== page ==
Education is not the filling of a pail, but the lighting of a fire. –William Butler Yeats
Deconstruct the fun in any good game, and it becomes clear that what makes it enjoyable is the built-in learning process.
To progress in a game is to learn; when we are actively engaged with a game, our minds are experiencing the pleasure of grappling with (and coming to understand) a new system. This is true whether the game is considered “entertainment” (e.g., World of Warcraft) or “serious” (e.g., an FAA-approved flight simulator).
The implications of delivering game experiences for education and training are enormous. In the US, nearly 170 million people played computer and videogames in 2008 , spending a record $11.7 billion . Harness the power of well-designed games to achieve specific learning goals, and the result is a workforce of highly motivated learners who avidly engage with and practice applying problem-solving skills.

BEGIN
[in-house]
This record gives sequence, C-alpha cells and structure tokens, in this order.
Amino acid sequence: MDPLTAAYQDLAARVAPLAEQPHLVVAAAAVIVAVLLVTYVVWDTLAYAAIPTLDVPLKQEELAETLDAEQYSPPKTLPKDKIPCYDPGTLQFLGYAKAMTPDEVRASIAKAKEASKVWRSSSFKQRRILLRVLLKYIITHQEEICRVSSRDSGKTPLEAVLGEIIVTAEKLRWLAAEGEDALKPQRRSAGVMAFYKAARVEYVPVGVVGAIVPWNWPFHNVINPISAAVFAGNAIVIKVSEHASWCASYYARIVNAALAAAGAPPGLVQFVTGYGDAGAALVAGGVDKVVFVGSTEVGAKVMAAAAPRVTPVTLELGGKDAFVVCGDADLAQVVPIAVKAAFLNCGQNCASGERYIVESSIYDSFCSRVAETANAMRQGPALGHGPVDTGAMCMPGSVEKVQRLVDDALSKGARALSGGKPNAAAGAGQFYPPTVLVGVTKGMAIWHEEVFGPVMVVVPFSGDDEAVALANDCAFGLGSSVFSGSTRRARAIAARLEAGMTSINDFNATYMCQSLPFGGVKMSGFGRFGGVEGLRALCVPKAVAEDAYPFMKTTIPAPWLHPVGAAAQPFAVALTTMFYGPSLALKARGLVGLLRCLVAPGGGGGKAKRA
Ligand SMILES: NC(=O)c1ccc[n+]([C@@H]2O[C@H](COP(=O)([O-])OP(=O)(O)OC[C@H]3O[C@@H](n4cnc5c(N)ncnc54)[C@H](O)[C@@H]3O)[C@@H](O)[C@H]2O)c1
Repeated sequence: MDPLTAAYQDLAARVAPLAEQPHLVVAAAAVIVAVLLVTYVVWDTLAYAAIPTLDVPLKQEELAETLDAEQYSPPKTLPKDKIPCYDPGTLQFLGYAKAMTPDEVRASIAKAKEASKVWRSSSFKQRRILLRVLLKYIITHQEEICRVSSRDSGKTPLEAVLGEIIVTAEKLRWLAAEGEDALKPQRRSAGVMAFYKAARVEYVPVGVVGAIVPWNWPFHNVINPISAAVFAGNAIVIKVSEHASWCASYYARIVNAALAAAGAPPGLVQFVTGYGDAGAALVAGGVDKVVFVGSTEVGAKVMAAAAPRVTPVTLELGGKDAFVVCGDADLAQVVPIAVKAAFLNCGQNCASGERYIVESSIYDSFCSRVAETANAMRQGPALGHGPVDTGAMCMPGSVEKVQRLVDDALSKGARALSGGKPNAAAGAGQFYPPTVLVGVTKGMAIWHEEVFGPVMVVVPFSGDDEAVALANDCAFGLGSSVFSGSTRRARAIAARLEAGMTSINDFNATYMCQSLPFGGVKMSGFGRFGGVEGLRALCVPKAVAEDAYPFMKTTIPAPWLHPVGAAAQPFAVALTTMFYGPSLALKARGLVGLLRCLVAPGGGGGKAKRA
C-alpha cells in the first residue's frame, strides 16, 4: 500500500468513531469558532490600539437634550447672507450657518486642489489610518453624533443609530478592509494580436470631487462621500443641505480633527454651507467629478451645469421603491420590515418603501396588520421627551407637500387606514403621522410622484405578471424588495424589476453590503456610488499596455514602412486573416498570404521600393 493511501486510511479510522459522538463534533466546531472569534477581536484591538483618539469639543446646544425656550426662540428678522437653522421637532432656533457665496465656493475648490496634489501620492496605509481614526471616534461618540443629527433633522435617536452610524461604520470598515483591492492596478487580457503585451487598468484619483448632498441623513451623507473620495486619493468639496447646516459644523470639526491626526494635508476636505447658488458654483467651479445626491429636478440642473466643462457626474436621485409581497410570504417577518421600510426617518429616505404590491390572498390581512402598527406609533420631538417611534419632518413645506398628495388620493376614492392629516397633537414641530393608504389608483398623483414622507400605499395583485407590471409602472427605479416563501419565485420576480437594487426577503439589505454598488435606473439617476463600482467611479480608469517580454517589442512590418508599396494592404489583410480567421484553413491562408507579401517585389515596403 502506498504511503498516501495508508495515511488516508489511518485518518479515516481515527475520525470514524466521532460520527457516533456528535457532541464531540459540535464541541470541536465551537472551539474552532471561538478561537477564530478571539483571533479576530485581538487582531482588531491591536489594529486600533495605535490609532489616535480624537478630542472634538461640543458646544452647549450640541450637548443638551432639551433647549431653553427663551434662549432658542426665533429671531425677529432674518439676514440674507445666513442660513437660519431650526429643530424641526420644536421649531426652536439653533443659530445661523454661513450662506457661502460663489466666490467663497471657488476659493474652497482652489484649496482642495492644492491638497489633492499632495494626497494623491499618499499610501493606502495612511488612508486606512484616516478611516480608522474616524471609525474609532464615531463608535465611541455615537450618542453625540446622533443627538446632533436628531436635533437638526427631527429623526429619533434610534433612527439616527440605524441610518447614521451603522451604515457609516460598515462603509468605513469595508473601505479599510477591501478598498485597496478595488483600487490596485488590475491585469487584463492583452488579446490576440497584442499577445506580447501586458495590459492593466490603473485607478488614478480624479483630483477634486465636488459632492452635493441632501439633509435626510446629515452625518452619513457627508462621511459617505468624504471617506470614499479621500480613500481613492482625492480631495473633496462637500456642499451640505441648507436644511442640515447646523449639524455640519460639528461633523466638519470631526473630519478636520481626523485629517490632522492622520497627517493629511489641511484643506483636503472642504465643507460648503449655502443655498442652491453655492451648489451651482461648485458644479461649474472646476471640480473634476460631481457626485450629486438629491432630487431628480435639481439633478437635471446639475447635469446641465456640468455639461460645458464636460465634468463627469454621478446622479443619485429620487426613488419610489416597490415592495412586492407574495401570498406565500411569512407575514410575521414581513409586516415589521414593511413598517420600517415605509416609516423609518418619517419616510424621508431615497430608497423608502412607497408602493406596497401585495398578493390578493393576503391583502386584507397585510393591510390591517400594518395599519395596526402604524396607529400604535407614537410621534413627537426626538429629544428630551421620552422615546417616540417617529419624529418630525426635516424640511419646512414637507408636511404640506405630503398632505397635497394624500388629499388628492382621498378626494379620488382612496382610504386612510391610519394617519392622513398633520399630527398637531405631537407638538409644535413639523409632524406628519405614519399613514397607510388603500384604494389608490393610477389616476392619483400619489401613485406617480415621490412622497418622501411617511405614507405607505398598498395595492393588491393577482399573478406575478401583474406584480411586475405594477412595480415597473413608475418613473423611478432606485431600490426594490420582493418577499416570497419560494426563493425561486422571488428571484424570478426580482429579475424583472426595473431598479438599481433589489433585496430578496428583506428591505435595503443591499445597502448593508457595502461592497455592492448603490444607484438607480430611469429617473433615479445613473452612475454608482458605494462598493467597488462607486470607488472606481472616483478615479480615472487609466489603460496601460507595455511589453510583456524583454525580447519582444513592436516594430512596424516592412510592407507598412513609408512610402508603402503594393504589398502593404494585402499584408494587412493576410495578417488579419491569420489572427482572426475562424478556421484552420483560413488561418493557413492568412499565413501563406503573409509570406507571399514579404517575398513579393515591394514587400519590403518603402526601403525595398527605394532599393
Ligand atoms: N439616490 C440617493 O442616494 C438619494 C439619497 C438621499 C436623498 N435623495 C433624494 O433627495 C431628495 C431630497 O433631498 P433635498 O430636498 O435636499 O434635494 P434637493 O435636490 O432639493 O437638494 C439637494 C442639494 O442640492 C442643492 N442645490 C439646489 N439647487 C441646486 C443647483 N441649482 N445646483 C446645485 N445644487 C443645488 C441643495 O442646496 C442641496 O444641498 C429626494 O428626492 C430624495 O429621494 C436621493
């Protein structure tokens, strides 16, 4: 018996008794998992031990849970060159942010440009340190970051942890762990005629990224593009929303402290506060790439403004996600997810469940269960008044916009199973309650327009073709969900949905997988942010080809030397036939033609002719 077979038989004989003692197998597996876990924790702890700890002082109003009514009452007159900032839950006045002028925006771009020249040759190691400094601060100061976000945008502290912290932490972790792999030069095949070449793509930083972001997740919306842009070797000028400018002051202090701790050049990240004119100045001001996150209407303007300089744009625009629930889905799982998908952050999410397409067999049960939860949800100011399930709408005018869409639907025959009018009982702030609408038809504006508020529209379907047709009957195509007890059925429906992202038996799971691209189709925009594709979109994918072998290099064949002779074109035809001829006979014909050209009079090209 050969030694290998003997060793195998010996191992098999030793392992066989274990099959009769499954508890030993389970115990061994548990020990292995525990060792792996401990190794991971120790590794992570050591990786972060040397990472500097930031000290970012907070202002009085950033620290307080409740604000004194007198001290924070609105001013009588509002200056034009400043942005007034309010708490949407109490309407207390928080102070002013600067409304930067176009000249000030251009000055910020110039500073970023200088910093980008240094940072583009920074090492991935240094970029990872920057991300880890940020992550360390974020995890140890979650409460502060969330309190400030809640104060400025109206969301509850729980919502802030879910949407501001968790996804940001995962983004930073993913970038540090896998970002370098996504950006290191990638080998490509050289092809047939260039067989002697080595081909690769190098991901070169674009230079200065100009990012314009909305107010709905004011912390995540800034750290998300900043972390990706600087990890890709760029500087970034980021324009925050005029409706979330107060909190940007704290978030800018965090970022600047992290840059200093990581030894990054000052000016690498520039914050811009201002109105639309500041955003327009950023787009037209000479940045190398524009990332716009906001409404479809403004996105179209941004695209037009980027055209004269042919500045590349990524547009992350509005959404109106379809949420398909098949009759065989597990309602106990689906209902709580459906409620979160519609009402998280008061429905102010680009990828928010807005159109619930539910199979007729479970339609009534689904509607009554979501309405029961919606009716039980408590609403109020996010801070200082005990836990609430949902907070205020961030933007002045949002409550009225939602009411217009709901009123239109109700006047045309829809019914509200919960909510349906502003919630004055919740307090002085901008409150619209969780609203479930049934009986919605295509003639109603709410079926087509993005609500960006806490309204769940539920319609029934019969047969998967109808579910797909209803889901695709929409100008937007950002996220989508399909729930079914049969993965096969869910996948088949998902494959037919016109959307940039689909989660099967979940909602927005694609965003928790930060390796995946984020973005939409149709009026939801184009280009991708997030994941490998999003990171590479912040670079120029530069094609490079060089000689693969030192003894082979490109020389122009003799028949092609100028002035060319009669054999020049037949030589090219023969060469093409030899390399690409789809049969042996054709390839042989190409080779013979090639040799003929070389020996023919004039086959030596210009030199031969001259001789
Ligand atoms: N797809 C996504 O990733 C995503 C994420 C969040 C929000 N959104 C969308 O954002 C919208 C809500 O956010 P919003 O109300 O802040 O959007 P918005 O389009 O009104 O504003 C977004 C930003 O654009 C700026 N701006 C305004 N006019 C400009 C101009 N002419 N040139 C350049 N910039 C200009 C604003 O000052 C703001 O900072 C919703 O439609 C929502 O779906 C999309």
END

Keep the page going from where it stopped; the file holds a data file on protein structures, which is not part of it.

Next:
Because of good game design, more than 11 million subscribers spend an average of 23 hours per week immersed in World of Warcraft. A growing core of game-based learning experts use the same design principles to make it compelling for surgical students to practice and hone proper laparoscopic techniques on a virtual patient , or inspire first responders to frequently rehearse and sharpen their training in a simulated hazardous materials emergency . The emerging truth: the same factors that make well-designed games highly motivating also make them ideal learning environments.
What is Effective Game-based Learning, and Why Does it Work?